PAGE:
When the railway came to Stephenville Crossing in 1896 less than 100 people were living here. The first settlers included the Benoits, Lucas’, Alexanders and Youngs. The main employment other than farming, was logging, the cutting of railway ties, and railroad construction for the Reid Company.
In the fall of 1896 the bridging of the Gut was completed, when an elaborate new Lift bridge, which could open to allow the passage of ships, was finished. Early in 1898 the bridge was washed out and had to be repaired to allow for the first crossing of Newfoundland by a train in 1898. Locals recount that the lift was only used once and in 1901 use of the lift was discontinued. When the rail line was completed to Port au Basques, Stephenville Crossing became a regional headquarters for sectionmen.
A mill opened in Corner Brook in 1925 and the railway became closely tied to the logging activity in the Crossing area. Thousands of logs were floated down through the bay area, bundled, then loaded on flat cars for shipping to various points in Newfoundland including Stephenville to help in the construction of Harmon Air Base in 1941.
The building of the railway encouraged growth and the community had increased in size to a population of 156 by 1911 and to 512 by 1935. A general business, owned by Charles McFatridge of Sandy Point, a lumber mill owned by Antonio Nardini, and a large dairy farm owned by Charles White, were built around this time. The farm was expaned during the first World War and began to manufacture butter and oleo margarine. Mr. White’s name is commemorated at nearby White’s Road, which was the head of the spur to Stephenville.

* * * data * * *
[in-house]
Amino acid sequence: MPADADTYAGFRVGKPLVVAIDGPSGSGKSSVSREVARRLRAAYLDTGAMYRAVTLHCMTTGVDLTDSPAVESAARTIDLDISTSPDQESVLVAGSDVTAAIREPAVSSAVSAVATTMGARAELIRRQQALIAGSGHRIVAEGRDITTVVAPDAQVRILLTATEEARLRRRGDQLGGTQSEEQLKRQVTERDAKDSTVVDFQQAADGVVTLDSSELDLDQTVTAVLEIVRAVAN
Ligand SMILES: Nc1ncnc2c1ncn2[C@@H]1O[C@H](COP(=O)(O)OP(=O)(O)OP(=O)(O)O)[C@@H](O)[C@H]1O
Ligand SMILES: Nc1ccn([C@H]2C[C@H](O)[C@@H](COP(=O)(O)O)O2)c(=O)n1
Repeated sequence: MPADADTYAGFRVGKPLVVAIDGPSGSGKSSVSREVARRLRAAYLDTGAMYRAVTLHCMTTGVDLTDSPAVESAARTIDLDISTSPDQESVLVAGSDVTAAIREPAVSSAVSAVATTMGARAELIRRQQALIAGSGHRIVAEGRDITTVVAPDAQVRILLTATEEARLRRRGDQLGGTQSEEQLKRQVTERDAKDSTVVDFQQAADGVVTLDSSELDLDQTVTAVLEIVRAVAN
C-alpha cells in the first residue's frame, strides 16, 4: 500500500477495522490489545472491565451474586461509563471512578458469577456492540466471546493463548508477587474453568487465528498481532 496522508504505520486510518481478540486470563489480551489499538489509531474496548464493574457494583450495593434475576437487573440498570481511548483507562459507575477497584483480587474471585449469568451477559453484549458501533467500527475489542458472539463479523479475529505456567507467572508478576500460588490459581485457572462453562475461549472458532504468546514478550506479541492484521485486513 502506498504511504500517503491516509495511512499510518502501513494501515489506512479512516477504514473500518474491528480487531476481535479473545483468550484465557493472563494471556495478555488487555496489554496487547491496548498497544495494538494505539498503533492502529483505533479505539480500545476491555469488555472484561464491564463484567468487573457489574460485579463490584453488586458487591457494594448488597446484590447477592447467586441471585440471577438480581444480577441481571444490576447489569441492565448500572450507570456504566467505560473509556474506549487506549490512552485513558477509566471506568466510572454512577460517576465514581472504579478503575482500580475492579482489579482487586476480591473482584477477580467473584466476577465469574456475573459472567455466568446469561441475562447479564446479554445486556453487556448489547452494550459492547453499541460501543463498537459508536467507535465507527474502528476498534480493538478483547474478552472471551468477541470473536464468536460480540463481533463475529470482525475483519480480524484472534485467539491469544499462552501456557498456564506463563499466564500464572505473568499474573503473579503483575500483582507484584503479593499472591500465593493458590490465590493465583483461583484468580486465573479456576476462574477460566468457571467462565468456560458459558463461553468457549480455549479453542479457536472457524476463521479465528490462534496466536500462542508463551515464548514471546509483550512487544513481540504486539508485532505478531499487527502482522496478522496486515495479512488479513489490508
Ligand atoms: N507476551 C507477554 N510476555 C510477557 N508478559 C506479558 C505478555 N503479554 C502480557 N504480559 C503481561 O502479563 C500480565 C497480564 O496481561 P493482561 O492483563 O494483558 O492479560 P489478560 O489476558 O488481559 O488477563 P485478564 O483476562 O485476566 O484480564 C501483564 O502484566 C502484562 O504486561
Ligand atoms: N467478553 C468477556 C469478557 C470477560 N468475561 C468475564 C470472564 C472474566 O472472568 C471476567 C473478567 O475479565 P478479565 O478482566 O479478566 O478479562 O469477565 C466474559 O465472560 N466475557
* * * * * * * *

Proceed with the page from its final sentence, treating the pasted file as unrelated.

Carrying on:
A new steel bridge was constructed in 1940 with a side piece built on to accommodate vehicles. There was only one lane traffic on the bridge and cars had to take turns crossing.
A Canadian National Railway Station was built around 1945. The first station agent in Stephenville Crossing was Joseph O’Keefe who came from Placentia, to help put the railway through to Port au Basques. The Crossing became the regional camp for sectionmen, and the railhead for nearby Stephenville and the Port au Port Peninsula. The community was very busy during the war years and for some time after due to the handling of freight for Harmon Field. There were several spurs, a siding for passing trains and some freight sheds.
The demand for materials and equipment was great and a rail line was built around Indian Head to connect Stephenville with the Newfoundland Railway at White’s Road. The line was named the Gull Lake Railway but locals referred to it as the “Loose Moose Line”. Harmon Base ran its own trains to and from White’s Road using its own small diesel locomotives. Beginning in the late 40′s and extending beyond the 50′s the daily routine of the Gull Line was to drop off loads and pick up empties at the White’s Road spur.
Use of the steel bridge stopped in the late 1980′s, when a new two lane bridge constructed of concrete and steel was built at the Gut, which is in use today. The old bridge and the new, stand side by side, as reminders of what the railway meant to Stephenville Crossing.
Newfoundland’s 547-mile railway was the longest narrow gauge railway in North America, providing regular trans-island passenger service for 71 years. Beginning in 1898 and ending in 1988 it will forever remain an intrinsic part of the history of Stephenville Crossing.
Information for this article was gathered from many sources, including the following books that are available to you if you would like to learn more about the Newfoundland Railway years.
“Centennial Railway” by R.G. Messenger
“Next Stop Wreckhouse” by Mont Linguard
“The Newfie Bullet” by Mont Linguard
“Tails of the Rails Volume 11 and 111″
by Clayton D. Cook
“All Aboard by Bill Baggs”
Some of the photos and information in this article were courtesy of Delores and Max Morris (Max was a member of the railway for many years as was Delores’s father)